What flexibility is there in either procuring COTS or putting documents on the web in terms of percent accessible (meets 80% of the standards), back-office uses available to only a few employees (how many is a few?), and allowing a plan/timeline for vendor or developer to make accessible? Does the notion of “reasonable timelines for conforming to IT accessibility standards” apply only after a complaint has been filed (260:15-1-7), or can “reasonable timelines” be considered upon initial software purchase or publication of documents to the Web?
This is a question about flexibility and allowable percentages of compliance within several scenarios - each will be addressed separately.
With respect to true COTS (commercial off the shelf) products, please see questions 3 and 8. The answer to # 3 is that accessibility is considered with the general, technical and functional requirements and when evaluated as such is established as part of the best value. Question and answer for #8 discusses the options for establishing true COTS and how to evaluate. The agency must procure the product that best meets the general, technical and functional requirements as defined by the agency, in addition to the product that best meets accessibility standards. The procurement process must consider accessibility among the general, technical and functional requirements of the procurement specifications (OK Administrative code 260:115-7-54).
In terms of flexibility and percentages acceptable for web pages: The federal and state laws on IT accessibility do not define in specific measures or percentages of allowable partial compliance, and it would not be appropriate for OSF, DCS, or ABLE Tech to assign an allowable percentage for acceptable compliance.
To address the question related to the term “back office”:
The term, though not found in the Oklahoma IT Accessibility Standards or rules, refers to an exception noted in the Oklahoma standards as well as in the Oklahoma Administrative Code (260:115-7-54) related to Information Technology (IT). Exception (C) states an exception for “IT located in spaces frequented only by service personnel for maintenance, repair or occasional monitoring of equipment”. The agency must intend to locate the product in a physical space frequented only by service personnel. Second, the use of the product by the service personnel must be for maintenance, repair or occasional monitoring. If both conditions are met, the product does not have to meet the standards. Hardware that might meet these dual conditions includes: telephone equipment placed on racks in a "closet" or small room and network routers and storage devices or servers located in rooms or areas frequented only by service personnel for maintenance, repair, or occasional monitoring of equipment. Software. Software which is installed or operated on a product which falls under this exception would be exempt from the standards if the software application could only be operated from the physical place where the product is located. This might include specialized diagnostic software. By contrast, if the software could be operated from a remote workstation, the software would be subject to the Access Board's standards irrespective of who is using it since the product interface is not located in a physical space which meets the criteria for this exception.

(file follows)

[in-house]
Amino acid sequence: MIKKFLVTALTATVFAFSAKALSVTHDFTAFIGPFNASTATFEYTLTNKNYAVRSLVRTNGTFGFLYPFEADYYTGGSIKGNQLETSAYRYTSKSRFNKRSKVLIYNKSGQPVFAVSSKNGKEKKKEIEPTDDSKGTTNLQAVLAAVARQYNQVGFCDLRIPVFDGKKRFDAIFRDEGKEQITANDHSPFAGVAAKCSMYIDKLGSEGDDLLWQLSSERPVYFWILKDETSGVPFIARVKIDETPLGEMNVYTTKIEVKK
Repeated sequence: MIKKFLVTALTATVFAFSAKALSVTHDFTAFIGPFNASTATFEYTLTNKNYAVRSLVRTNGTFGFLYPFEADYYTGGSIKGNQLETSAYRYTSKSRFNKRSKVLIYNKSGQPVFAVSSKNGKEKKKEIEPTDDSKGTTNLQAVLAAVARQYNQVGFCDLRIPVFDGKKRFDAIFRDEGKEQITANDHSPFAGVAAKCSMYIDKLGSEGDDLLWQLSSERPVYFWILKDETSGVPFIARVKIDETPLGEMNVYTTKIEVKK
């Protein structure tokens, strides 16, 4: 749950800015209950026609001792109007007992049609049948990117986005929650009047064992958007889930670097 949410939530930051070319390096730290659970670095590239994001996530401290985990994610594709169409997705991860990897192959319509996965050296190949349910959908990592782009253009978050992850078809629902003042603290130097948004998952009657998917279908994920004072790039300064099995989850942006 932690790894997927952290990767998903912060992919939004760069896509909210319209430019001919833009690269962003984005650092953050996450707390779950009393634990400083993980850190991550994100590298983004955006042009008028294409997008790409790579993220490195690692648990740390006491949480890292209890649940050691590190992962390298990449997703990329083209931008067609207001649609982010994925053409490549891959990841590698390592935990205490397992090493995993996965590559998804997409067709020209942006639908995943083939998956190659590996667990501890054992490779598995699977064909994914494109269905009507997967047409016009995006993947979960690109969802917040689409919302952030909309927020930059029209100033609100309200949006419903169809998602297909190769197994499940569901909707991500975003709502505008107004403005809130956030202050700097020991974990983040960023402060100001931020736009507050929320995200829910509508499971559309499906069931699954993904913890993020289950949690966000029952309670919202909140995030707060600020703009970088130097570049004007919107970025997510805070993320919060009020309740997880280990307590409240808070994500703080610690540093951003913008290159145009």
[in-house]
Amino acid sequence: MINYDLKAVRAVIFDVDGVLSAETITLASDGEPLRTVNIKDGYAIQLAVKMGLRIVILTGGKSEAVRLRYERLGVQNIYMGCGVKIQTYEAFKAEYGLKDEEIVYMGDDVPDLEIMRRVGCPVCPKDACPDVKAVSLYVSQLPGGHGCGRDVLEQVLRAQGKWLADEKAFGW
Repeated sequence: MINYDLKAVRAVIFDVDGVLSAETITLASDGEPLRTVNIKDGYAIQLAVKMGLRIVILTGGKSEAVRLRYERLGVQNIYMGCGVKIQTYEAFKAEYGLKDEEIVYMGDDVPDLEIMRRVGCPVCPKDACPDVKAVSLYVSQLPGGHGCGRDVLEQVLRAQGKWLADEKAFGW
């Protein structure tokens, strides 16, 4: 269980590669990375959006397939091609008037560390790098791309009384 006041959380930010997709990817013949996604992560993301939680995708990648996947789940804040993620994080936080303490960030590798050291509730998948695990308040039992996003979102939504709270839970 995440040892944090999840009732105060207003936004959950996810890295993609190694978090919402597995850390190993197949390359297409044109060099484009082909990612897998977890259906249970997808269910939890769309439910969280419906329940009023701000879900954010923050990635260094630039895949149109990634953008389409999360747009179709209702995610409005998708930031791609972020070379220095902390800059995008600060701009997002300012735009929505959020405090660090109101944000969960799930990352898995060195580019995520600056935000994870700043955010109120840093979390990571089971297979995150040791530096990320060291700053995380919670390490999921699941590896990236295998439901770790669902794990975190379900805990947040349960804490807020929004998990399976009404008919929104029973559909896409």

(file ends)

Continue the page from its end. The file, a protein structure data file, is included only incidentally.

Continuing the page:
The following items may be considered to be "back office" exempt:
Federal 508 sites provide clarification at http://www.section508.gov/index.cfm?FuseAction=Content&ID=92 and at the USPTO site at http://www.uspto.gov/go/cio/s508/14e.htm.
In reference to the question of allowing a reasonable timeline or plan for a vendor/developer to meet accessibility compliance: “Reasonable timelines” is only referenced in the context of the complaint process found in OAC 260: 15-1-7. Reasonable timelines are to be included in the plan to conforming to applicable IT Accessibility Standards. The intent of the 508 or EITA law is to address accessibility proactively or during the initial stages of purchase or development.
The IT Accessibility Standards, Para 3.3(b) state that “accessibility determination . . . .”will be subservient to the general, technical & functional requirements of the specifications.” Does this imply that business needs can outweigh the accessibility of the product? It goes on to say that product evaluation will include a review of the vendor-provided VPAT, “with judgments made regarding degree of conformance to the access standards”. Please comment on the meaning of the term “degrees of conformance to the access standards.”
The use of the term “subservient” in the OMES IT Accessibility Standards (page 8 section (b)) is a conflict of wording with the purchasing rules in the Oklahoma Administrative Code. The terminology and direction of that paragraph was discussed in a workgroup involving DCS, OSF (now OMES), and ABLE Tech and discrepancy was noted in September 2008.
Oklahoma Administrative Code 260:115-7-54:
3. Unless an exception applies, an agency must procure a product or service that best meets the business needs of the agency and the applicable IT Accessibility Standards.